• Updated : 2018.12.10 월 17:49
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Nakjuk: Sustainable Decorative Bamboo Art
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승인 2018.11.16  15:19:09
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▲ Nakjukjang Kim Gi-chan doing the traditional bamboo pyrography at his gallery

    Many regions in Korea have their own characteristic art with a long history. Namdo, the southern part of the Korean peninsula, also has their own special art called nakjuk, bamboo pyrography, which has been developed only in this region since bamboos are raised in warm weather. To experience the traditional Korean handicraft of our region, Tribune reporters visited Nakjukjang, master artisan of nakjuk, Kim Gi-chan’s art gallery located in Bosung-gun. Designated as National Intangible Cultural Heritage No.31, he has been doing the art for 35 years. This Tribune reporter appreciated many of his artworks in the gallery and then learned how to make a nakjuk craftwork from him.

What Is Nakjuk?
    Nakjuk is a Korean traditional pyrography art work which engraves pictures and words on the surface of bamboo with a hot iron. The traditional art which has its origin in China has developed since the Joseon Dynasty in Korea and has been passed down from generation to generation. In the past, people used a variety of practical things with nakjuk, such as a folding fan, a wide-tooth comb (eollebit in Korean), a writing brush and a pencil vase. The majority of drawings and letterings engraved on bamboos were Korean traditional patterns including flowers and symbols with various meanings. Now, the demand of such products has decreased, and each nakjuk pattern currently depends on the person who draws a picture and writes words.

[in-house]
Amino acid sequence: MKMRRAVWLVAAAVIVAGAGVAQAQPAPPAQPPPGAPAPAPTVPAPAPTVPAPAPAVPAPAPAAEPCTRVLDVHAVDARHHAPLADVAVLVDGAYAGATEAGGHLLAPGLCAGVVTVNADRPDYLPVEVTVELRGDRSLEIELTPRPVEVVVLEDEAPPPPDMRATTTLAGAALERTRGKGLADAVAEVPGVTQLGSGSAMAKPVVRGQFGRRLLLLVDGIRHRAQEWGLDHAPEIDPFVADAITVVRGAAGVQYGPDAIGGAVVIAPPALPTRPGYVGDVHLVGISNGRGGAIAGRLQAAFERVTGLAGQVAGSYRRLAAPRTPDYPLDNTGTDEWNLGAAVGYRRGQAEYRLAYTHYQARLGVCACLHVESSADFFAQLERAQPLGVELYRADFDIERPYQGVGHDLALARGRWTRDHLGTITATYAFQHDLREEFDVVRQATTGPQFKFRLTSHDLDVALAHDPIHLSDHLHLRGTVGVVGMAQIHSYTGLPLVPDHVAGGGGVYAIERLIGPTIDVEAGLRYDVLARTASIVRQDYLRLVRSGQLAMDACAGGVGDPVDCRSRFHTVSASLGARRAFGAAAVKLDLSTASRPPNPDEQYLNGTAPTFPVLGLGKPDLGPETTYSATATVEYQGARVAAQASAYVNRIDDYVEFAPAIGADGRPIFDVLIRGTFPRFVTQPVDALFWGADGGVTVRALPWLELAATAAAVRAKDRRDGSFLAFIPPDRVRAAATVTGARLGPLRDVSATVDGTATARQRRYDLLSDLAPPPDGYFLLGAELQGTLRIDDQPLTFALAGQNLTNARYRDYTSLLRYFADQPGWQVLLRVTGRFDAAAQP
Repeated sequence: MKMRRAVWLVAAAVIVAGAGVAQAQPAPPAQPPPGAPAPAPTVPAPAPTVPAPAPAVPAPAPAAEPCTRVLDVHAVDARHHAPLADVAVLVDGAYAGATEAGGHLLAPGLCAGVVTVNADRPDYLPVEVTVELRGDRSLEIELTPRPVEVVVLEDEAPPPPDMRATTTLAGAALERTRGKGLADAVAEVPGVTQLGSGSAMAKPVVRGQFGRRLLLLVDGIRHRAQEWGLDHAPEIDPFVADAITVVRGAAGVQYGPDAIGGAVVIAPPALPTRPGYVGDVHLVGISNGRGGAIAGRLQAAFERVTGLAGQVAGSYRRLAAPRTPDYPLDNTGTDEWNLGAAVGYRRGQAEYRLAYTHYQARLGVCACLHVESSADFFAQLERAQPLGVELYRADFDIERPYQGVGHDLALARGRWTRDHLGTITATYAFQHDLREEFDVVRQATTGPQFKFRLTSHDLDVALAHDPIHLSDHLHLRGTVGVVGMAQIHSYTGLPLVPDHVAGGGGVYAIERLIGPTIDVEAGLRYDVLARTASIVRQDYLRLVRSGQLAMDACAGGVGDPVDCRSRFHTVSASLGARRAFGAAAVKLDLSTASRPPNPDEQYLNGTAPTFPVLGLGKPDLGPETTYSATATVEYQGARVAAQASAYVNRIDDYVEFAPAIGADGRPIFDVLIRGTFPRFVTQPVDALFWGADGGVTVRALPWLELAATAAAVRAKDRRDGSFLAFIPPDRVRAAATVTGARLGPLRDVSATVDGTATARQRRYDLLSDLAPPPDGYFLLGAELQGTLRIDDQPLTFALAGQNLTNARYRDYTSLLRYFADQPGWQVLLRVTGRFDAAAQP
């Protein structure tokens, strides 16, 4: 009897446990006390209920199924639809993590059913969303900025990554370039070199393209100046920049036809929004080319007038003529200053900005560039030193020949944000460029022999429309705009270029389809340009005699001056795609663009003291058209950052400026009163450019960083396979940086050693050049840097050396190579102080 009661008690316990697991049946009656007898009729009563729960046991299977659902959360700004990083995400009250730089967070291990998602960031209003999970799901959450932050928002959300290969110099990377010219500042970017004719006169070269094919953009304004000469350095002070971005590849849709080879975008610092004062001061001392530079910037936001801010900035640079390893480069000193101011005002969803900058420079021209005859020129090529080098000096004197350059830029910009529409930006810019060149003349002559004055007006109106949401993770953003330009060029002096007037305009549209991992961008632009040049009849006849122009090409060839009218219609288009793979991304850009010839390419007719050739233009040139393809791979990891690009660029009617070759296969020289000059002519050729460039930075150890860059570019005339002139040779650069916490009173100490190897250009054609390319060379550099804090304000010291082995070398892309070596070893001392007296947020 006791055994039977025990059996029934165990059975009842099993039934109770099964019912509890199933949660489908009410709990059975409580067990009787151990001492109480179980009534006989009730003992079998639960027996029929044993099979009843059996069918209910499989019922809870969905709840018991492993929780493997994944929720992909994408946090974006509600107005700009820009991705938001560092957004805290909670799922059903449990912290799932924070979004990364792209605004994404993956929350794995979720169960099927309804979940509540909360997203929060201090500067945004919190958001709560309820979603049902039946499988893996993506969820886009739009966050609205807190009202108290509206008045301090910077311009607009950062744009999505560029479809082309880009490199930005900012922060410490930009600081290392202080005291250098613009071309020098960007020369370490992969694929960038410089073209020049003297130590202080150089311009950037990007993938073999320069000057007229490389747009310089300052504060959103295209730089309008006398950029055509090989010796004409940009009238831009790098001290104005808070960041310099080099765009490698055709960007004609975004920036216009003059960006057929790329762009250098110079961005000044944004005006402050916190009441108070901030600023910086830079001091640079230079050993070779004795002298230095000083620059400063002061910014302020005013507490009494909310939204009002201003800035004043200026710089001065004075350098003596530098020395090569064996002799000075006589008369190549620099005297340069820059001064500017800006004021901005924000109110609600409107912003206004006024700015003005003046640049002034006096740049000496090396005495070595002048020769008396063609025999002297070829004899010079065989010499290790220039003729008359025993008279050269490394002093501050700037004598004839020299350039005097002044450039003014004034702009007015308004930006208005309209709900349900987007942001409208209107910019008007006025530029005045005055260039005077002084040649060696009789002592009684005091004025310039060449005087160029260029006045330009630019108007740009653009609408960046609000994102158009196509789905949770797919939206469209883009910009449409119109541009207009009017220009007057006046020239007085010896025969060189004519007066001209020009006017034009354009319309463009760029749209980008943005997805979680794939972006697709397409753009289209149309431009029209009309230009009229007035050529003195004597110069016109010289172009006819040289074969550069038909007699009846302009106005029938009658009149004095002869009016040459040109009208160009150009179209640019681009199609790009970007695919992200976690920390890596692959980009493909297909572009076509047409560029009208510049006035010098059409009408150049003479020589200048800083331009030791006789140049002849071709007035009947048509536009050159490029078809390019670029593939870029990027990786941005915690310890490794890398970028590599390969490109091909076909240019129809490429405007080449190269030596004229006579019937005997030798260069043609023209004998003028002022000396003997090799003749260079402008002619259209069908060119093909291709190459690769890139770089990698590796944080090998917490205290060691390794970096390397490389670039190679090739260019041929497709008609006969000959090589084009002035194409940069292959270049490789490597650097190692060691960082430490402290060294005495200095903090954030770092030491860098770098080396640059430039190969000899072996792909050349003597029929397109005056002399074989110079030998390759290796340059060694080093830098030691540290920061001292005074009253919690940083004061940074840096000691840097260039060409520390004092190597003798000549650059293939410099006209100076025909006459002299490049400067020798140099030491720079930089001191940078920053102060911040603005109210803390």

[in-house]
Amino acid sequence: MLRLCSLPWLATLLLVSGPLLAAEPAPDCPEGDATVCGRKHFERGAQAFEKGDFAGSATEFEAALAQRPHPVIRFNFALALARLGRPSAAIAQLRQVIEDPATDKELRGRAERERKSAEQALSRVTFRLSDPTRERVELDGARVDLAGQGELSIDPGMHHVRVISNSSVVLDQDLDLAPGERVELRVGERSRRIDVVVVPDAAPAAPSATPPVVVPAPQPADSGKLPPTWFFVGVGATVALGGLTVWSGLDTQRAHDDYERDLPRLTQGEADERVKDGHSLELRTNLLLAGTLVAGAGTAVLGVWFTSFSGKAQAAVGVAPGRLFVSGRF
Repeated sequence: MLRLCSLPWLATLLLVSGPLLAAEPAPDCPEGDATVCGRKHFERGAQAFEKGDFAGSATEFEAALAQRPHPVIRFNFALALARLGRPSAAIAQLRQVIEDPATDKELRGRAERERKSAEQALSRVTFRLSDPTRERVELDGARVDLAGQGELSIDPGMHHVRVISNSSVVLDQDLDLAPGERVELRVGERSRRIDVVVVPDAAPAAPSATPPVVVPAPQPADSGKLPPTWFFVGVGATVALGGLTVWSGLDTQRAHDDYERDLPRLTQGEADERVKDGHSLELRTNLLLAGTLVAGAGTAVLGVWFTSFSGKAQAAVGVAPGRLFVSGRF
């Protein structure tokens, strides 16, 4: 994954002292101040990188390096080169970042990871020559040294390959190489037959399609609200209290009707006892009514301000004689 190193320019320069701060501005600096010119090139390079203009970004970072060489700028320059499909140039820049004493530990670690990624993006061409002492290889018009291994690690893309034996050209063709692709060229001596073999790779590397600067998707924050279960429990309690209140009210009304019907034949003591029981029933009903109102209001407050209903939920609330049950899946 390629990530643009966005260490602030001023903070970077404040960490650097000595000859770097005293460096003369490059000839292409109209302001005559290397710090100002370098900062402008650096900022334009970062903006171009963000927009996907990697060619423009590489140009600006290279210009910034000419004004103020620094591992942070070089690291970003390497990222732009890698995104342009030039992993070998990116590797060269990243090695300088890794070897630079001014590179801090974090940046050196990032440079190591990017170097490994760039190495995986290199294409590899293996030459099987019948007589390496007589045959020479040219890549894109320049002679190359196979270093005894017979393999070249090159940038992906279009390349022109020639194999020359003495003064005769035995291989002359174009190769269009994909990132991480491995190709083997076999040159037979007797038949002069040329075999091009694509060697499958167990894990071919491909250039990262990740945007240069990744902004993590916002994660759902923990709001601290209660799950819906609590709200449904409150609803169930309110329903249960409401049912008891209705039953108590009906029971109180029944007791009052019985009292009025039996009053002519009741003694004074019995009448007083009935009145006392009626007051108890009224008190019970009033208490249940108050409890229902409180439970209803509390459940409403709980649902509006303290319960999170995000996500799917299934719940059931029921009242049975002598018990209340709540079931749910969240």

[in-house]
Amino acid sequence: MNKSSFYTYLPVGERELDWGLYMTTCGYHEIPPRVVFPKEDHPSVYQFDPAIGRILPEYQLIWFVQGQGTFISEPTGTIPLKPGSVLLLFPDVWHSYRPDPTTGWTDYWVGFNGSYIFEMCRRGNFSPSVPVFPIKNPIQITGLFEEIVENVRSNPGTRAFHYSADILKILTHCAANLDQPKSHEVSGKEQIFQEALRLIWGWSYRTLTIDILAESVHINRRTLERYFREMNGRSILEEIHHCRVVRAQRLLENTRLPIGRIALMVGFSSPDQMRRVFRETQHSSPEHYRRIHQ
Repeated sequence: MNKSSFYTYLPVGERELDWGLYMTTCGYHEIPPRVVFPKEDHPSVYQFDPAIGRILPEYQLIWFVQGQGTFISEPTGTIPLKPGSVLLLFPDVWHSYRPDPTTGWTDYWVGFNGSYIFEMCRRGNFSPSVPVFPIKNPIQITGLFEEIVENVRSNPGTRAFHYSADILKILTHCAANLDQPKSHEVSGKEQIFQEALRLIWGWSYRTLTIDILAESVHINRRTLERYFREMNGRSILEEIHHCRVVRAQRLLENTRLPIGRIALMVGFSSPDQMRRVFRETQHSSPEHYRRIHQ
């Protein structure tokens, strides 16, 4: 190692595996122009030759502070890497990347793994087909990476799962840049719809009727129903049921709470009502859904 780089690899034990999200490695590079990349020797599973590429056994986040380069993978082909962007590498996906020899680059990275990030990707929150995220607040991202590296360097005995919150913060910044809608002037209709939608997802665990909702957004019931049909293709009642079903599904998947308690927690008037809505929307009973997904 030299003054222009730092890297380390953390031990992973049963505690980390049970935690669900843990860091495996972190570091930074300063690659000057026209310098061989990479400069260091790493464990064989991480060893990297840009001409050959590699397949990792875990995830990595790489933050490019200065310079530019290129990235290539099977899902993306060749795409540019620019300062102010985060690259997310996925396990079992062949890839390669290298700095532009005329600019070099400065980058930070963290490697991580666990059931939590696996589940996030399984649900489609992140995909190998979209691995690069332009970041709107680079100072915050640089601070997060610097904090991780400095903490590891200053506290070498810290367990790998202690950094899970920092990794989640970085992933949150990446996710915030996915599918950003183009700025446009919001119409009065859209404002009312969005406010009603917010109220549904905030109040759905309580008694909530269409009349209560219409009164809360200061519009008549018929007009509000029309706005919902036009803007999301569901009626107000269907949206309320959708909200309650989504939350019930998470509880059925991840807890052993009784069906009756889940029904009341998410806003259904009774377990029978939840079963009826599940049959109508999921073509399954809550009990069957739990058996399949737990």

▲ Ink brushes decorated with nakjuk

    The main material for doing the artwork is a piece of bamboo as a drawing sheet, while sub materials could be anything including other kinds of trees and strings. Two hot irons and heated charcoal are also essential. The hot iron functions like a pen to draw and write something on the bamboos. It is thick and big, but its tip is fine so as to draw. The two heated irons are required to be used in turn to maintain the temperature of the iron. Before starting to draw a picture, it is important to choose bamboos when the materials are boiled and roasted, old bamboos can be broken and young bamboos would shrivel. The main material conditions determine the quality of the finished craftworks. The criteria for choosing a piece of bamboo is different for each artisan but commonly the most important criteria for choosing bamboos are their age and trait. Therefore, bamboos of the proper age are needed and hard ones with proper moisture are recommended.

Pyrography Remains Forever
    In order to do nakjuk successfully fire is needed to engrave something on a round bamboo. When the power pressing a hot iron is too strong, the surface of the bamboo becomes black. If the power is too weak, engraving is impossible. This reporter decided to experience nakjuk with a pencil vase made of bamboo. Nakjukjang Kim explained the right posture in doing the traditional bamboo pyrography, and gave a demonstration with a fast and delicate touch. After seeing his demonstration, I sat with a straightened back, put two hands on my knees and held a hot iron with my right hand while holding the bamboo pencil vase with my left hand. Then, I held the heated iron to give it a try. 

   
▲ A Tribune reporter drawing a picture on the surface of bamboo with a hot iron